Mequon businessman takes his constitutional right to drive drunk to the Supreme Court—and beyond
Let’s say you’re a retired businessman in Wisconsin with a lot of time on your hands. What do you do with yourself?
First you get drunk. Next you hire a lawyer.
Richard M. Fischer of Mequon got busted for his second drunk driving offense in 2005. In Wisconsin, that’s the legal equivalent of your Mommy waving her finger in your face going “Tsk, tsk.” Most guys do the five days and vow to better next time. Not Mr. Fisher. He hired James Shellow, a lawyer who specializes in getting drug dealers, armed robbers, embezzlers, child pornographers and murderers off the swinging rusty hook of justice. It paid off for them when a US Magistrate Judge ruled that Fischer’s constitutional rights were violated because he couldn’t bring in a special expert to his jury trial. This was after the Supreme court ruled in February that it’s a good idea to get drunken drivers off the road, and Mr. Fischer was a drunken driver–so there.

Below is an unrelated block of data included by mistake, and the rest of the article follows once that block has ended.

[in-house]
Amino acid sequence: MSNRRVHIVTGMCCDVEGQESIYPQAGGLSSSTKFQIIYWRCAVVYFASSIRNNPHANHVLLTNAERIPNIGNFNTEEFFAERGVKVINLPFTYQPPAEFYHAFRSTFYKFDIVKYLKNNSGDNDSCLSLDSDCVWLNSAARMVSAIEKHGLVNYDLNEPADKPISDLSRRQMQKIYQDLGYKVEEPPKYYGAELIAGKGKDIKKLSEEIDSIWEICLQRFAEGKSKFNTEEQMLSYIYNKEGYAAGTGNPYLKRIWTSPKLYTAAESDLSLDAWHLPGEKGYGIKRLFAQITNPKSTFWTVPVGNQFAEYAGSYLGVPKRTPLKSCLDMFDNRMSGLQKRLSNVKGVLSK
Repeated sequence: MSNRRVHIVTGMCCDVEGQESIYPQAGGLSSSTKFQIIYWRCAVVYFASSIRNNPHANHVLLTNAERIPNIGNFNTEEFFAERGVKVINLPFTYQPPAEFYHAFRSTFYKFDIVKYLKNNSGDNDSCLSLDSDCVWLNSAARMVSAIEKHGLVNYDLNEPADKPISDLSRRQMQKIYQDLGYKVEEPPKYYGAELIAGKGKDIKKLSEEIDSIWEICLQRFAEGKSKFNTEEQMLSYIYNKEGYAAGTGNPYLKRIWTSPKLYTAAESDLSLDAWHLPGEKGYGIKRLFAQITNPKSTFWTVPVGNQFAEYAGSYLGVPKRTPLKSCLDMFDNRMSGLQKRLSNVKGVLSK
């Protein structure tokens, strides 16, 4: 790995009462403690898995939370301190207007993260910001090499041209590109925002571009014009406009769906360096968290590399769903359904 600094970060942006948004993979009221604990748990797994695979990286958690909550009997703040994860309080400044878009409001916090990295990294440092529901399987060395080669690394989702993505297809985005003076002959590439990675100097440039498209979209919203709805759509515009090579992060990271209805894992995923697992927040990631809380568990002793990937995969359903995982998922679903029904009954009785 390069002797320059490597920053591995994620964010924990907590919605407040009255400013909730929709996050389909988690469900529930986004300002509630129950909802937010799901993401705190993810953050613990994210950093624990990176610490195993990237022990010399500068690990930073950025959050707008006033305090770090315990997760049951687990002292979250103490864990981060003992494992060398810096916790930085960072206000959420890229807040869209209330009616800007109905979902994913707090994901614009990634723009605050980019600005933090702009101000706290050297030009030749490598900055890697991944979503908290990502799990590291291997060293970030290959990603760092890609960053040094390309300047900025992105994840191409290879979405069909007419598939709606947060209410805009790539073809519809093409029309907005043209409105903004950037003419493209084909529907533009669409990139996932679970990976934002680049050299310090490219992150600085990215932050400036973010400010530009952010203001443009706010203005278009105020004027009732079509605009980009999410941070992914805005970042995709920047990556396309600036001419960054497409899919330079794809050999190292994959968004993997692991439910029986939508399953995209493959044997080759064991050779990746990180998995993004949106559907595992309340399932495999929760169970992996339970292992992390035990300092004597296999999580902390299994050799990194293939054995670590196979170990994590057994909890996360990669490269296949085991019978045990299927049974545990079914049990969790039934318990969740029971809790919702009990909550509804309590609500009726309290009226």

Fischer’s lawyer was using the trendy “Rising Curve Defense” where the driver’s test results at the scene are compared to the results taken later in the police station. The hope is that an incline in blood alcohol level may indicate that the accused may not have been quite exactly legally drunk a half hour earlier when he was arrested. This requires special experts to be hired by the defense and the state, causing huge expense to the people of Wisconsin.
Like the kid who kills his parents and appeals to the court because he is an orphan, Mr’s Sellow and Fischer claim it’s all about the 6th Amendment. “My client decided the constitutional issue . . . was so important, not only to him and not only in (this) drunk-driving case, but in other cases, too. He felt it was important enough to take it as far as it could go, so he did,” Shellow said.